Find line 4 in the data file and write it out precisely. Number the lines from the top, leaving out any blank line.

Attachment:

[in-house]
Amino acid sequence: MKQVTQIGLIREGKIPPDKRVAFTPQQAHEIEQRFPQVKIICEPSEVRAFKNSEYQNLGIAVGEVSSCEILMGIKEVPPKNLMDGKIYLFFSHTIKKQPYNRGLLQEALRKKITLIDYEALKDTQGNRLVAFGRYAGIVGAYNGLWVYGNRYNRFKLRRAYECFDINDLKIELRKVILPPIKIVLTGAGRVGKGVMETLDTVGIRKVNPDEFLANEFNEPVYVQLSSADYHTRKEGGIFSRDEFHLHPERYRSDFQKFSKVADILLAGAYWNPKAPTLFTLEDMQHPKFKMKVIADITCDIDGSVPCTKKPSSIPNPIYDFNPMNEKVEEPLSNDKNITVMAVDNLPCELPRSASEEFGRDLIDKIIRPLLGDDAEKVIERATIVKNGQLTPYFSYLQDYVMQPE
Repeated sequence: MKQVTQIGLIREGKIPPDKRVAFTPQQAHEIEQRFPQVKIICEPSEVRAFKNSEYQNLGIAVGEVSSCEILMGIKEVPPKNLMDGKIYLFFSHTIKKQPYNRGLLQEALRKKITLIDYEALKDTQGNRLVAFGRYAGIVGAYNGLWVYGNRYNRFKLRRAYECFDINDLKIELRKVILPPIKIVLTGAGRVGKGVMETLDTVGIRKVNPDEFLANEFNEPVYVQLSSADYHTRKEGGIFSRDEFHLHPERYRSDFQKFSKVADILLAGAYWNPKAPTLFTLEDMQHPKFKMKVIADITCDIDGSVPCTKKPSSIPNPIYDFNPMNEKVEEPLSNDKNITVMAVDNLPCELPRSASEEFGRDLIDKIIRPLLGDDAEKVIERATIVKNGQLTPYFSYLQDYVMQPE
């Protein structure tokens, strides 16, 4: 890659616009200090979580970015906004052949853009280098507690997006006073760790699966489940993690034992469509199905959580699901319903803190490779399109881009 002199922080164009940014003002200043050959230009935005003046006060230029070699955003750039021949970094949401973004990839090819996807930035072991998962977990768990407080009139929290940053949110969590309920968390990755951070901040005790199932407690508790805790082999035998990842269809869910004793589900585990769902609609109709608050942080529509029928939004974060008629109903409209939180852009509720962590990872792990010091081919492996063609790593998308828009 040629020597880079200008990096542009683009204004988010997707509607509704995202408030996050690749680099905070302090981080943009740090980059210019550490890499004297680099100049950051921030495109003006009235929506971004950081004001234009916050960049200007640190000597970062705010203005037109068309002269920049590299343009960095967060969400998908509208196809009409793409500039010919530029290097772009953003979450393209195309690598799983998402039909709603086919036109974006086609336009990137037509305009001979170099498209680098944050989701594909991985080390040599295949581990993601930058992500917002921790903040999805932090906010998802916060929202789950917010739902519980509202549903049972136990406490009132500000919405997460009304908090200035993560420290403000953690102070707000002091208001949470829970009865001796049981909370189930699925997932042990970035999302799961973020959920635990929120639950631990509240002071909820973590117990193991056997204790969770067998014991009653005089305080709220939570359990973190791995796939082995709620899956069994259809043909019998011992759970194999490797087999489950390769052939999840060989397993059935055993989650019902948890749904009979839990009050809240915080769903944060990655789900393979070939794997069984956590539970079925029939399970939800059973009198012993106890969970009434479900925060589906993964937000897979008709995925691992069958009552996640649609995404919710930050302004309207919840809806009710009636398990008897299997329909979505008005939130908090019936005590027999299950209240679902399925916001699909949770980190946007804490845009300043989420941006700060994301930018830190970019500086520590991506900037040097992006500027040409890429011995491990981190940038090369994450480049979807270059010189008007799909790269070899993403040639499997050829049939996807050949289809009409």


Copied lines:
């Protein structure tokens, strides 16, 4: 890659616009200090979580970015906004052949853009280098507690997006006073760790699966489940993690034992469509199905959580699901319903803190490779399109881009 002199922080164009940014003002200043050959230009935005003046006060230029070699955003750039021949970094949401973004990839090819996807930035072991998962977990768990407080009139929290940053949110969590309920968390990755951070901040005790199932407690508790805790082999035998990842269809869910004793589900585990769902609609109709608050942080529509029928939004974060008629109903409209939180852009509720962590990872792990010091081919492996063609790593998308828009 040629020597880079200008990096542009683009204004988010997707509607509704995202408030996050690749680099905070302090981080943009740090980059210019550490890499004297680099100049950051921030495109003006009235929506971004950081004001234009916050960049200007640190000597970062705010203005037109068309002269920049590299343009960095967060969400998908509208196809009409793409500039010919530029290097772009953003979450393209195309690598799983998402039909709603086919036109974006086609336009990137037509305009001979170099498209680098944050989701594909991985080390040599295949581990993601930058992500917002921790903040999805932090906010998802916060929202789950917010739902519980509202549903049972136990406490009132500000919405997460009304908090200035993560420290403000953690102070707000002091208001949470829970009865001796049981909370189930699925997932042990970035999302799961973020959920635990929120639950631990509240002071909820973590117990193991056997204790969770067998014991009653005089305080709220939570359990973190791995796939082995709620899956069994259809043909019998011992759970194999490797087999489950390769052939999840060989397993059935055993989650019902948890749904009979839990009050809240915080769903944060990655789900393979070939794997069984956590539970079925029939399970939800059973009198012993106890969970009434479900925060589906993964937000897979008709995925691992069958009552996640649609995404919710930050302004309207919840809806009710009636398990008897299997329909979505008005939130908090019936005590027999299950209240679902399925916001699909949770980190946007804490845009300043989420941006700060994301930018830190970019500086520590991506900037040097992006500027040409890429011995491990981190940038090369994450480049979807270059010189008007799909790269070899993403040639499997050829049939996807050949289809009409």